Editorial - ZZI 02/2017

Patient’s Informed Consent – can a patient information and consent form or a software replace the physician-patient dialog?

Patient’s Informed Consent – can a patient information and consent form or a software replace the physician-patient dialog?

Of course, one can proceed on the assumption that the majority of colleagues aim at doing an excellent job and demonstrating a great deal of responsibility vis-à-vis their patients. From the viewpoint of the treating physician, it therefore seems to be to a certain extent difficult to understand which requirements we have to fulfil with regard to informing the patient. Dramatic judgements at courts are frequently mentioned in the scope of discussions at conferences in which, in some respects, absurd patient information is requested. And in addition thereto new laws governing patient’s rights are enacted, representing new challenges for us doctors and dentists. Some colleagues even feel themselves quasi criminalised. In particular, in the field of implantology, with the multitude of various different therapy alternatives and a frequently elective treatment, special significance is attributed to patient information. This is even more the case, as financial consequences can affect the patient personally.

On the part of DGI, we therefore believe that the time has come for us to focus on the idea of our members and to shed some light on the issue of patient information.

Of course, every one of us would like to have a binding checklist to „work through“ and thus to fulfil all requirements specified in the patient information. Alternatively, it would perhaps be nice to have an App to hand over to the patient which would so-to-speak provide the patient with a comprehensive information. If you, however, take into account that patient information naturally comprises a physician-patient dialog which is tuned to individual requirements, it thus becomes clear that none of these forms is able to replace the individual physician-patient dialog. In addition thereto, it is necessary to inform the patient of typical risks in particular in connection with the specific intervention. Such can only be discussed based on the patient’s individual case. The patient information aims at covering typical risks in connection with the respective intervention which may arise suddenly from the viewpoint of the non-professional and even impair the patient’s lifestyle. Special significance is naturally attributed to this requirement, if various therapy alternatives are available. Thus, the elderly, sick patient will evaluate operative risks from a totally different viewpoint than a young patient. And the risk of a possible nerve lesion will also be most probably evaluated from different viewpoints, depending on the professional background.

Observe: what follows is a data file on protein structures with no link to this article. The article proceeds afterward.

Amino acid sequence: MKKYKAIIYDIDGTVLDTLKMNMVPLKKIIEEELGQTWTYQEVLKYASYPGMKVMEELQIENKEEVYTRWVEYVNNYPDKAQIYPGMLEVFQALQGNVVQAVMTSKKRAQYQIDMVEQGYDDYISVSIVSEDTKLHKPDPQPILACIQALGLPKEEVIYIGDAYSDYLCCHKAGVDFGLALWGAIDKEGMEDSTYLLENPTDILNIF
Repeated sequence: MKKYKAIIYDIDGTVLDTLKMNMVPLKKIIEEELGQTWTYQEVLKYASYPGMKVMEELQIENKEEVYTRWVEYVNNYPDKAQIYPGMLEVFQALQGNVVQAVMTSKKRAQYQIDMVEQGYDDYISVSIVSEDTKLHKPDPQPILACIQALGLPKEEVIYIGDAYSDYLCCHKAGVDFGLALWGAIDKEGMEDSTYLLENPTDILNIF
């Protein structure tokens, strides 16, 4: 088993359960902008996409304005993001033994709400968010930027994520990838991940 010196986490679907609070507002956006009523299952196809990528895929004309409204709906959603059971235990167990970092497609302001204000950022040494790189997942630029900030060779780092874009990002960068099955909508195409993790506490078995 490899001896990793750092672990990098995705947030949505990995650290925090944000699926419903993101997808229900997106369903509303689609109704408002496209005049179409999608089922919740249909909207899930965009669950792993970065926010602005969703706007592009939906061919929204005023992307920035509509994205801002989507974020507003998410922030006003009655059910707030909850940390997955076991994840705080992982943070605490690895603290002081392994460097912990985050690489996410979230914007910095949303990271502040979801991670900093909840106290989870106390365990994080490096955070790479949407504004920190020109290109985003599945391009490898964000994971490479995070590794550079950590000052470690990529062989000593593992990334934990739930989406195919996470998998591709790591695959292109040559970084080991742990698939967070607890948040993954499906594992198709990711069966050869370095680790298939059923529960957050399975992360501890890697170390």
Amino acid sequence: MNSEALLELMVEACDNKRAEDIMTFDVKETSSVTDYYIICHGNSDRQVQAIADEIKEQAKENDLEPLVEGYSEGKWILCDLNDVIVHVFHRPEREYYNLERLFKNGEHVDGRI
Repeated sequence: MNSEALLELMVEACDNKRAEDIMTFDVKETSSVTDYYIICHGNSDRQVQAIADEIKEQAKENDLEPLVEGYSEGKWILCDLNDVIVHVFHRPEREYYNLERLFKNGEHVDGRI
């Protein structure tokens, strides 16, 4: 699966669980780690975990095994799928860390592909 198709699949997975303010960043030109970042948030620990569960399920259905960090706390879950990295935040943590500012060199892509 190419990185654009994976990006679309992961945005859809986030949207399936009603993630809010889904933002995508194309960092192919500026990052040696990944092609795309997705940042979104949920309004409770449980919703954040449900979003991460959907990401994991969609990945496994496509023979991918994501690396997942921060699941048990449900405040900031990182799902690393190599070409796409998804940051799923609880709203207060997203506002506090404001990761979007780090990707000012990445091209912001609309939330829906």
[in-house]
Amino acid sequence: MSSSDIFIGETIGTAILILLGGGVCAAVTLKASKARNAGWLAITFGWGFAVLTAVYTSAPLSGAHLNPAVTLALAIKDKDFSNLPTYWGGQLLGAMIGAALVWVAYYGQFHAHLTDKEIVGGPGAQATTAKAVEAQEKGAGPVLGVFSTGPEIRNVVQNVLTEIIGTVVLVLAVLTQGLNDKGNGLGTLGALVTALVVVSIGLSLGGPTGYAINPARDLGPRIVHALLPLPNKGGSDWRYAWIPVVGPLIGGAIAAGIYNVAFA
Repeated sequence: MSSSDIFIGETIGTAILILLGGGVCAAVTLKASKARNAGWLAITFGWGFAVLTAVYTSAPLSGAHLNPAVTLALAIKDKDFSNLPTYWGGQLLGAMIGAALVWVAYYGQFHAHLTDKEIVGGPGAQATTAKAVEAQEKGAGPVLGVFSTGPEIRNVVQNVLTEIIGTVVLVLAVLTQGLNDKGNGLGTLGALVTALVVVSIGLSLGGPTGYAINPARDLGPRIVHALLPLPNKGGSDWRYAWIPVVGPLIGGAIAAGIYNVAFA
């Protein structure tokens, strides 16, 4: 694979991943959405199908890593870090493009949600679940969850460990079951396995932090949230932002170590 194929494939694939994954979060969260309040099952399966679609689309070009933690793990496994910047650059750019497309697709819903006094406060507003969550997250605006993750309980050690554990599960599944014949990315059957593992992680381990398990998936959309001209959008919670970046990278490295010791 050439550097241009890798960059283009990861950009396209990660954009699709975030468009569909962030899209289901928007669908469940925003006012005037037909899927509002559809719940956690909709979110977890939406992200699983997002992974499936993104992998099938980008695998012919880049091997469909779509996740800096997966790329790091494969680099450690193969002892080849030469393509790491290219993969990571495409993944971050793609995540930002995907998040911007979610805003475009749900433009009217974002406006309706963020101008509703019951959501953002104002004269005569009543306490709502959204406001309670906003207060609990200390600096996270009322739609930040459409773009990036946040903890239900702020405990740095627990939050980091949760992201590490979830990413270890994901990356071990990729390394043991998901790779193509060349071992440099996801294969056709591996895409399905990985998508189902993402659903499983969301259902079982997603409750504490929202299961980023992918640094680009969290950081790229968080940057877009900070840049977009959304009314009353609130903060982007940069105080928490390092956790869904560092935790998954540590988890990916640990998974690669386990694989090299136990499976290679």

In particular in view of various different therapy alternatives, for example, „short implants versus bone augmentation and long implant“, a central significance is thus attributed to informing patients of alternatives. And last but not least, the scope of patient information and furthermore granting the patient an appropriate time for consideration has to be seen in relation to the urgency of the surgical intervention. Within the scope of emergency treatment, without therapy alternatives, there will surely be other requirements with regard to patient information differing from those within the scope of elective treatments which might also contain a variety of different therapy alternatives.

Special significance is therefore attributed to the physician-patient dialog, which has not changed as a result of the new laws governing patient’s rights. Within the scope of the summer symposium we have addressed the desire of our members to shed light on this field of patient information and to make it legally compliant. We would therefore like to take the opportunity to invite you to take part in this special event and to actively discuss this issue with us. Our aim is to ensure that patient information will no longer be seen as a spectre, but will enable constructive work in taking care of our patients.


Prof. Dr. Dr. Bilal Al-Nawas